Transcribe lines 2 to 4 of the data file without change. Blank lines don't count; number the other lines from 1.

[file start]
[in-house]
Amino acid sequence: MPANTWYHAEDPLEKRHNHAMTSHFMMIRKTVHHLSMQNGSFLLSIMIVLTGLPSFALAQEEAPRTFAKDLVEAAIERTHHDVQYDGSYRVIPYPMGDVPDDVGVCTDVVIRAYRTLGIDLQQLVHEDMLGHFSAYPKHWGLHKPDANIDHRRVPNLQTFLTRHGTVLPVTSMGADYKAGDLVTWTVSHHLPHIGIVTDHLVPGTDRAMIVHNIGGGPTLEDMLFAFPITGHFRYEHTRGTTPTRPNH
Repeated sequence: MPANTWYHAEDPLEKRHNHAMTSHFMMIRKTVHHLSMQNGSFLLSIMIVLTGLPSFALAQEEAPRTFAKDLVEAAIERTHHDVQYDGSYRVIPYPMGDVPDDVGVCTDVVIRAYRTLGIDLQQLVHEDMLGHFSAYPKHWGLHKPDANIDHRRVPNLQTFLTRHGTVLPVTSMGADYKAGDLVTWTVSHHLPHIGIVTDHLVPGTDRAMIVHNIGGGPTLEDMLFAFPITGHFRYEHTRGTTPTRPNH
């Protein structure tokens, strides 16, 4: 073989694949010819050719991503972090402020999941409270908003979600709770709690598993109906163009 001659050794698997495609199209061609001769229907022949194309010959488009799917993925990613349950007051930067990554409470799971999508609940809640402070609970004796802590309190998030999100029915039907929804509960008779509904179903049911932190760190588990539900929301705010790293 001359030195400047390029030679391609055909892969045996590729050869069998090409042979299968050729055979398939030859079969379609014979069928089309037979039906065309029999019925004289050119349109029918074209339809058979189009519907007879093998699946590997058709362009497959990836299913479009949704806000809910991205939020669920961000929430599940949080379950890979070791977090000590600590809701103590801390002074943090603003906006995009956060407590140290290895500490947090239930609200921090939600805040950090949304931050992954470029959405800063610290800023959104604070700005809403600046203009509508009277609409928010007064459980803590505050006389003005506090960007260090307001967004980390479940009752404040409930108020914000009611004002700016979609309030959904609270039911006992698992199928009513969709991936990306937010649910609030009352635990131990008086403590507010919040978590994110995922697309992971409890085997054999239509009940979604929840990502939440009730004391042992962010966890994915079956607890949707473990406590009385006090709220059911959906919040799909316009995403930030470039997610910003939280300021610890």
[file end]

Amino acid sequence: MPANTWYHAEDPLEKRHNHAMTSHFMMIRKTVHHLSMQNGSFLLSIMIVLTGLPSFALAQEEAPRTFAKDLVEAAIERTHHDVQYDGSYRVIPYPMGDVPDDVGVCTDVVIRAYRTLGIDLQQLVHEDMLGHFSAYPKHWGLHKPDANIDHRRVPNLQTFLTRHGTVLPVTSMGADYKAGDLVTWTVSHHLPHIGIVTDHLVPGTDRAMIVHNIGGGPTLEDMLFAFPITGHFRYEHTRGTTPTRPNH
Repeated sequence: MPANTWYHAEDPLEKRHNHAMTSHFMMIRKTVHHLSMQNGSFLLSIMIVLTGLPSFALAQEEAPRTFAKDLVEAAIERTHHDVQYDGSYRVIPYPMGDVPDDVGVCTDVVIRAYRTLGIDLQQLVHEDMLGHFSAYPKHWGLHKPDANIDHRRVPNLQTFLTRHGTVLPVTSMGADYKAGDLVTWTVSHHLPHIGIVTDHLVPGTDRAMIVHNIGGGPTLEDMLFAFPITGHFRYEHTRGTTPTRPNH
């Protein structure tokens, strides 16, 4: 073989694949010819050719991503972090402020999941409270908003979600709770709690598993109906163009 001659050794698997495609199209061609001769229907022949194309010959488009799917993925990613349950007051930067990554409470799971999508609940809640402070609970004796802590309190998030999100029915039907929804509960008779509904179903049911932190760190588990539900929301705010790293 001359030195400047390029030679391609055909892969045996590729050869069998090409042979299968050729055979398939030859079969379609014979069928089309037979039906065309029999019925004289050119349109029918074209339809058979189009519907007879093998699946590997058709362009497959990836299913479009949704806000809910991205939020669920961000929430599940949080379950890979070791977090000590600590809701103590801390002074943090603003906006995009956060407590140290290895500490947090239930609200921090939600805040950090949304931050992954470029959405800063610290800023959104604070700005809403600046203009509508009277609409928010007064459980803590505050006389003005506090960007260090307001967004980390479940009752404040409930108020914000009611004002700016979609309030959904609270039911006992698992199928009513969709991936990306937010649910609030009352635990131990008086403590507010919040978590994110995922697309992971409890085997054999239509009940979604929840990502939440009730004391042992962010966890994915079956607890949707473990406590009385006090709220059911959906919040799909316009995403930030470039997610910003939280300021610890």